With Earth Day occurring just recently, it is a good time to reflect on ways we can take better care of our planet and all the living organisms that inhabit it. Governments and conservation organizations can institute major effects to ameliorate climate change and reduce pollution. In many parts of the world, solar and wind power are cheaper than the power available from petroleum and oil. Large tracts of land are being conserved thanks to conservation organizations and governmental offices as well.

Individual efforts matter as well. Our combined efforts can make a difference. A collection of drops can make an ocean.

I want to focus today on an individual activity that poses a moral dilemma for me and, I’m sure, many others. Stated bluntly, birding has a carbon problem. We drive and fly to see the feathered creatures we love. The fuel we consume adds to the greenhouse gas load and to air pollution. Ironically, by traveling to see birds, we are degrading natural habitats.

I’ll begin by pointing out two traits of humans that are relevant. First, many humans are collectors. For some, it might be obtaining recordings of all the compositions of Bach and for others commemorative state quarters. Many birders collect sightings of life birds. We thrill at seeing a bird we have never seen before. And with nearly 11,000 species of birds in existence, lots of collecting of checklist tick marks is possible.

Secondly, most people are competitive. Sometimes our competitive fire is obvious as when playing sports. At other times, the external manifestation of our desire to win is less obvious. Sometimes, we are simply competing with ourselves, trying to better our own performance of some measurable activity.

I think that our penchant for collecting, and our competitiveness have exacerbated the carbon problem of birding.  In 1967, the American Birding Association was formed to promote the sport of competitive birding. Lists of various sorts, like North American life lists or Texas life lists or Kansas year lists, were published so birders could see how they stack up with other birders. Lots of birders keep multiple types of lists.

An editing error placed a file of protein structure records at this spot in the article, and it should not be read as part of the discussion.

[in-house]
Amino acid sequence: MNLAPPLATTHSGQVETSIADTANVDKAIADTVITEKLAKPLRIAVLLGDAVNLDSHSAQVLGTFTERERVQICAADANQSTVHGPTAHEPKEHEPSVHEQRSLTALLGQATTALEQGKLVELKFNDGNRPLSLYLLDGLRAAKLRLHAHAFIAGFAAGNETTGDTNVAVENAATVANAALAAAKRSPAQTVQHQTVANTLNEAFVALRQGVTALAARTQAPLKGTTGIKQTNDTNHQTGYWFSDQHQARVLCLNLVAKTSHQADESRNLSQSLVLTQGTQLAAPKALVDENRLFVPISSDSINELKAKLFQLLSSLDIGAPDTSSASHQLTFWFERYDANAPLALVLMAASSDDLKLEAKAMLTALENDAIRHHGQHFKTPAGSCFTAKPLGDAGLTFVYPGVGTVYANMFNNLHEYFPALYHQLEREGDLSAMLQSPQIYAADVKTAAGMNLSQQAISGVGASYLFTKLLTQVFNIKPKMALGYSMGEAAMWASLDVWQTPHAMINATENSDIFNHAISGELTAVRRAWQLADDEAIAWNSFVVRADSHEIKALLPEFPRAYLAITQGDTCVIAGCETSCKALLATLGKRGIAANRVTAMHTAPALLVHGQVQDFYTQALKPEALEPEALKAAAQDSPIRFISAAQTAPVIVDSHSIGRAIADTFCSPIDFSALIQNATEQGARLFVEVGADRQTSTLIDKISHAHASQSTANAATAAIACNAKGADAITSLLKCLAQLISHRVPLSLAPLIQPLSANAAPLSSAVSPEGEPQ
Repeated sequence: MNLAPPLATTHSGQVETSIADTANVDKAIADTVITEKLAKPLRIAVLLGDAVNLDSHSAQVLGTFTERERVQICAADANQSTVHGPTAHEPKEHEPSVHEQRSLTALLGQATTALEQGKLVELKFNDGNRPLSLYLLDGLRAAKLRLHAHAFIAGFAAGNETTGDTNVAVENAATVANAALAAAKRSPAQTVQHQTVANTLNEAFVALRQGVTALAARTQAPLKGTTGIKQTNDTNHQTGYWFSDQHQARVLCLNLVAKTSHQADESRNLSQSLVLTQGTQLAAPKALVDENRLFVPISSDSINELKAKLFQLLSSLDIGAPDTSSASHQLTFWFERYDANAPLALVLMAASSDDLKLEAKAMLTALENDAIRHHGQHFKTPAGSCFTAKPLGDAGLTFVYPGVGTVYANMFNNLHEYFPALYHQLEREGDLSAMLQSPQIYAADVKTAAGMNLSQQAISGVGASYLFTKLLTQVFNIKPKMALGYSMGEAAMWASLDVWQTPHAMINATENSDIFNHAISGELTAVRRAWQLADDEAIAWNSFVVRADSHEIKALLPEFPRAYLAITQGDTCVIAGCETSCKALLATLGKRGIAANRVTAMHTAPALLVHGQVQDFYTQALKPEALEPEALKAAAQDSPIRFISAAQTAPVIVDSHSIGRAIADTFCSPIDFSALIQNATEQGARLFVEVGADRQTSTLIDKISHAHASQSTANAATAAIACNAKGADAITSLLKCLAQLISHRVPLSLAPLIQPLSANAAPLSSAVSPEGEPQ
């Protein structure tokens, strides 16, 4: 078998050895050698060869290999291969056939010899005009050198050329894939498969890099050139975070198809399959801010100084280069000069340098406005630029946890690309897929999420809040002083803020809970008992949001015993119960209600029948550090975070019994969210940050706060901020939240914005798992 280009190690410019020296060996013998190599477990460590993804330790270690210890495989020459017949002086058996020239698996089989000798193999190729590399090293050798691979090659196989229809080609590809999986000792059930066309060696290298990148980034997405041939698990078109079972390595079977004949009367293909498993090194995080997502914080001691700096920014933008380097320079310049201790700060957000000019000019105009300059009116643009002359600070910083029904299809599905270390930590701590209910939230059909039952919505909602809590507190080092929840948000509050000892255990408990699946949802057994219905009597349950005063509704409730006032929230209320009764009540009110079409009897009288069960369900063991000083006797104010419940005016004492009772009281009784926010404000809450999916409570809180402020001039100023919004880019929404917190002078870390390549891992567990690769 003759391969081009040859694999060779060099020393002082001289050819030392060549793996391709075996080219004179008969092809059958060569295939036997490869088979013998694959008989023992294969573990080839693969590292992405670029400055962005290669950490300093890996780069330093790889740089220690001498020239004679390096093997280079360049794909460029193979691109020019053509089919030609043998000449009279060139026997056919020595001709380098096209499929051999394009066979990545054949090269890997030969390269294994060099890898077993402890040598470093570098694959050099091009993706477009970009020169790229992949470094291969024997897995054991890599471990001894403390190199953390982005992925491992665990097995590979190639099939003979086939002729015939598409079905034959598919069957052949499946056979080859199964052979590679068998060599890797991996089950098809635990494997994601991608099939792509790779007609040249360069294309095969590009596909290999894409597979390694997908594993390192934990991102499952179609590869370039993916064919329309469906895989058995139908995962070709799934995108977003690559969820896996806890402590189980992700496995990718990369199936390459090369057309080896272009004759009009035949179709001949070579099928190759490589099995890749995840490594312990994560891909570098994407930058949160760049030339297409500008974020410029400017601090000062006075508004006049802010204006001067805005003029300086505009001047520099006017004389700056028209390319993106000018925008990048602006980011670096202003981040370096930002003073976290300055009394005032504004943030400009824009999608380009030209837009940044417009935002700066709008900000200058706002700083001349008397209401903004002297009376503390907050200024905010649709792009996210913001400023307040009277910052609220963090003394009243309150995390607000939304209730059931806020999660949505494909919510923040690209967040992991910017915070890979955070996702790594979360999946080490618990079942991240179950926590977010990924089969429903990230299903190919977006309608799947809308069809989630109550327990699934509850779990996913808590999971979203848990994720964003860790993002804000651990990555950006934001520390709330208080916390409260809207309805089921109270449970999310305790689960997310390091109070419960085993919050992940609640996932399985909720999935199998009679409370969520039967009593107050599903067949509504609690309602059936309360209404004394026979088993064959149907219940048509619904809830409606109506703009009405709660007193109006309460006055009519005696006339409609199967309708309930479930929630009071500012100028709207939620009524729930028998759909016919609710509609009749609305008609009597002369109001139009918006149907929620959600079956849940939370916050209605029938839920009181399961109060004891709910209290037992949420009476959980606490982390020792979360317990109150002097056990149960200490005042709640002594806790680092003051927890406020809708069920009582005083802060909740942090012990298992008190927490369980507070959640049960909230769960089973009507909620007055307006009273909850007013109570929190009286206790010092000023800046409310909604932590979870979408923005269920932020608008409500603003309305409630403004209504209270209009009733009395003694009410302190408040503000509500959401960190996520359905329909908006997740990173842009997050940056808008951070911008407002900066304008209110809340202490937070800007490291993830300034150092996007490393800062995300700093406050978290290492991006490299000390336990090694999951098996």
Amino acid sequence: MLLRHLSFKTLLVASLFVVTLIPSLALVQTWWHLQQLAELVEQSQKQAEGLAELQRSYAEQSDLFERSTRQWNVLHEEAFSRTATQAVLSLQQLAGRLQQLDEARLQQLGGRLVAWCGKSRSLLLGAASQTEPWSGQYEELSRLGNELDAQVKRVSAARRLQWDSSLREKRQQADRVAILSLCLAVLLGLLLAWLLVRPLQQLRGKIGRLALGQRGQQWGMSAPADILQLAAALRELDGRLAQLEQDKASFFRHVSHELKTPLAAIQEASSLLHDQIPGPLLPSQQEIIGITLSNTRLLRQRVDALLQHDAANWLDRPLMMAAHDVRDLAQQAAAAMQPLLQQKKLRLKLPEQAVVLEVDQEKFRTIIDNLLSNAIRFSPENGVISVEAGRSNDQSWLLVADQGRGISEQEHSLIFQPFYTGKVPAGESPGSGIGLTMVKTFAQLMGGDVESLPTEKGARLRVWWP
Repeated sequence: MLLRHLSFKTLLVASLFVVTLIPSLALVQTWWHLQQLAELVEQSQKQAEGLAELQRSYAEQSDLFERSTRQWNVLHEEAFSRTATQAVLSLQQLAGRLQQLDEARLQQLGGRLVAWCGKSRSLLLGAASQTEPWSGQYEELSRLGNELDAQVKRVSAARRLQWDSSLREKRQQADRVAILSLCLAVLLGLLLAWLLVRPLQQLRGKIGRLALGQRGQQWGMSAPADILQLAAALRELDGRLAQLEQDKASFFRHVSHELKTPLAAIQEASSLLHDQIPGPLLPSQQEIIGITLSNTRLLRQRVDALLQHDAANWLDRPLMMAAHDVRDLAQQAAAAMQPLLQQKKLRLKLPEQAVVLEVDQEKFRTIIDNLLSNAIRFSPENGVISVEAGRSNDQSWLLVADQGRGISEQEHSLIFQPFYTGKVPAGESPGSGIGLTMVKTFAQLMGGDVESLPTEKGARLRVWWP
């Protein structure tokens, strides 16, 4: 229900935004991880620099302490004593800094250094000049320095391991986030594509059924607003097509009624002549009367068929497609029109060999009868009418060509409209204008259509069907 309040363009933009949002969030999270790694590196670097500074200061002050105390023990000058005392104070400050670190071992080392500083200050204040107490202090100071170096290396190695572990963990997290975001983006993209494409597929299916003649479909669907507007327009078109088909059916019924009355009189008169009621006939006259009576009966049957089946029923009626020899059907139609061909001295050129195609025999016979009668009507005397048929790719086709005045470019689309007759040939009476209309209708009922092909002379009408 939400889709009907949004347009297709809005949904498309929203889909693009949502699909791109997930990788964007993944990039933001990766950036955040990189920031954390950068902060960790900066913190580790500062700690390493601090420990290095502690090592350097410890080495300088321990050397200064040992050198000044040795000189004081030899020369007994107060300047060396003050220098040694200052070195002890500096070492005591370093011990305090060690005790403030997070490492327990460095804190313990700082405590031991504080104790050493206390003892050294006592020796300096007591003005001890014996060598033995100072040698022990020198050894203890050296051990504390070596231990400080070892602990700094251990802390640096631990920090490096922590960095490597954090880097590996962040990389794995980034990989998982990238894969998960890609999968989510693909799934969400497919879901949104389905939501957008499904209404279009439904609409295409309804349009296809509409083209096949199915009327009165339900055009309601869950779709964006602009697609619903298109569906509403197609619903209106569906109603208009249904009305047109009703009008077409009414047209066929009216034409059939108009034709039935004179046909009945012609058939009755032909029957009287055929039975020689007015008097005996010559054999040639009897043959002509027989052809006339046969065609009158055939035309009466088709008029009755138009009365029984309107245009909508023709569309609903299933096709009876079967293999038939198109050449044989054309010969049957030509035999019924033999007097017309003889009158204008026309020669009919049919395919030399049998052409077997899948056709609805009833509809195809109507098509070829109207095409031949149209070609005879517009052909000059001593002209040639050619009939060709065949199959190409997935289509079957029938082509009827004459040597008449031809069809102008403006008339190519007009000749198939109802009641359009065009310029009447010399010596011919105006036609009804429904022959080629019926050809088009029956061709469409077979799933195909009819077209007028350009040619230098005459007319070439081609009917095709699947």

Although several computer applications for keeping track of bird lists appeared, most bird listers use eBird to keep track of their sightings. Although the intent of eBird is primarily to provide as a repository of bird sightings, the software will generate lists of various sorts. If you want to see how your bird list for Maine in 2014 stacked up against other birders, a quick query will show you the top 100 birders for that list.

My own carbon footprint is enlarged due to birding. I have visited Ecuador twice, Costa Rica twice and a dozen Caribbean islands. I have birded in most of the Lower 48 states. My major goal has been to see birds I have never seen.

Within the state, I have become a more selective birder as far as rarities are concerned. When the Great Black Hawk and the Redwing (the Eurasian thrush not the common blackbird) appeared in Portland I went to see them. Similarly, I jumped at the chance to go see the Steller’s Sea-Eagle in Georgetown on January. I had never seen any of these species.

I lived for five years in western Washington, so I passed on going to see rarities like the Rock Wren in Ogunquit, the Surfbird and Ash-throated Flycatcher in Biddeford and the Swainson’s Hawk in Millinocket because these species were common in Washington state.

I am also a big proponent of carbon offsets. By donating funds to a project like tree planting, one can compensate for the carbon your car trip or plane flight puts into the atmosphere. Here is my favorite carbon calculator: https://rb.gy/dzbfw7

Birding’s carbon problem is a moral problem so coming to grips with it is a personal task. Reducing travel and purchasing carbon offsets are the responses I use.

Of course, birding is just a microcosm of our world. We can reduce our consumption of gasoline in other aspects of our lives. But birding is such a big part of my life, it serves as my lodestar to make me think about how my individual contribution to improving the health of our earth can be increased in all aspects of my life.